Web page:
After a long night out on the town, Graham Skipper is still able to meet with 366 in the Fantasia Film Festival media lounge for a chat about his directorial debut.
366: It is the 20th of the July, Thursday and I’m here with Graham Skipper, director of Sequence Break [reviewed here] for an interview about the motion picture and whatever else comes up. Hello, Graham!
Graham Skipper: Hello!
366: This is your directorial debut?
GS: Yes it is.
366: So you’ve disowned Space Clown?
GS: [Laughs] No, I wouldn’t use that term… Space Clown was a good experiment that definitely helped me to learn more about film-making. But Sequence Break is definitely my first real directorial effort that’s indicative of what I’m trying to do.
366: I noticed you had a bunch of acting credits to your name, short films, TV shows, and things, and then on your website—congratulations on getting “GrahamSkipper.com” before the other guy, by the way…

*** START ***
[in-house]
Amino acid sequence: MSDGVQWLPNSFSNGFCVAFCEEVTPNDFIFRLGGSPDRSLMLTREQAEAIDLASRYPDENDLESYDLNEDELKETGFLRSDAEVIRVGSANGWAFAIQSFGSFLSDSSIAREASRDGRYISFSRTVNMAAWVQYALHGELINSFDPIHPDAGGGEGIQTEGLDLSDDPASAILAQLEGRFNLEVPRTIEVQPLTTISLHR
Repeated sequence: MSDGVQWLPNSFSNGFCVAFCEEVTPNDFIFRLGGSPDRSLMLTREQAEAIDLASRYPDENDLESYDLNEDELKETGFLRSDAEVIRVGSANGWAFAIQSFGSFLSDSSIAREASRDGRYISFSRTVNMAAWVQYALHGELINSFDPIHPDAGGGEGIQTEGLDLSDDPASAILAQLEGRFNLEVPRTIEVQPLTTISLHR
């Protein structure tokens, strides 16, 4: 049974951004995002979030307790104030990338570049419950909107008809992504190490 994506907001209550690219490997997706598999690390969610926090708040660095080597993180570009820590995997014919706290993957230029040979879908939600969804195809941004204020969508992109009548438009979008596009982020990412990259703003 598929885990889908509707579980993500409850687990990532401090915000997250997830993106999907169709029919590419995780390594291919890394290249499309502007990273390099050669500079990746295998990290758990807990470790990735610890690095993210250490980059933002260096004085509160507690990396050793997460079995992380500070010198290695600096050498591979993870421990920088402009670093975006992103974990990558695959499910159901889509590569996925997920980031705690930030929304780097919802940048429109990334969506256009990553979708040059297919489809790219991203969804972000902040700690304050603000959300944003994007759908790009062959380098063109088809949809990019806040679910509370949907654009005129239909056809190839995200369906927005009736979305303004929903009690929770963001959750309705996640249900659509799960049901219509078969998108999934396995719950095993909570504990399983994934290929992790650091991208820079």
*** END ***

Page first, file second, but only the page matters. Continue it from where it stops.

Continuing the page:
GS: [Smiles] Thanks, thank you.
366 : …you’re listed as an “Actor/Writer/Director”; are you interested in shuffling those words around at any point?
GS: I love all three of those things. I love acting very much, I really loved being able to direct, and along with that, writing—the seed that grows in that sandbox. But they’re different skills and different adventures, so I want to continue doing all three.
366: You mentioned before the screening your role as Herbert West [in “Re-Animator, the Musical”]—you’re the first person in the role of Herbert West on stage. I take it you must be a fan of the original Re-Animator movies?
366: And, who obviously doesn’t show up on screen nearly often enough.
GS: Oh yeah. I wish that — I could watch Jeffrey Combs read the phone book. He’s amazing.
366: Have you read the originalstory? What did you think of it [compared to the movie]?
GS: I have. It’s very different. I like it, it’s very pulpy. I like that it leans so heavily to the Frankenstein archetypes. I like the war time elements, the Zombie war during [World War I].
366 : I recently finished reading all the Lovecraft works…
GS: Oh cool.
366: …and there’s a rich vein there that has barely been tapped, cinema-wise.
GS: I think Lovecraft is really hard to adapt, so much of Lovecraft is, Continue reading BREAKING IT DOWN: AN INTERVIEW WITH GRAHAM SKIPPER (2017)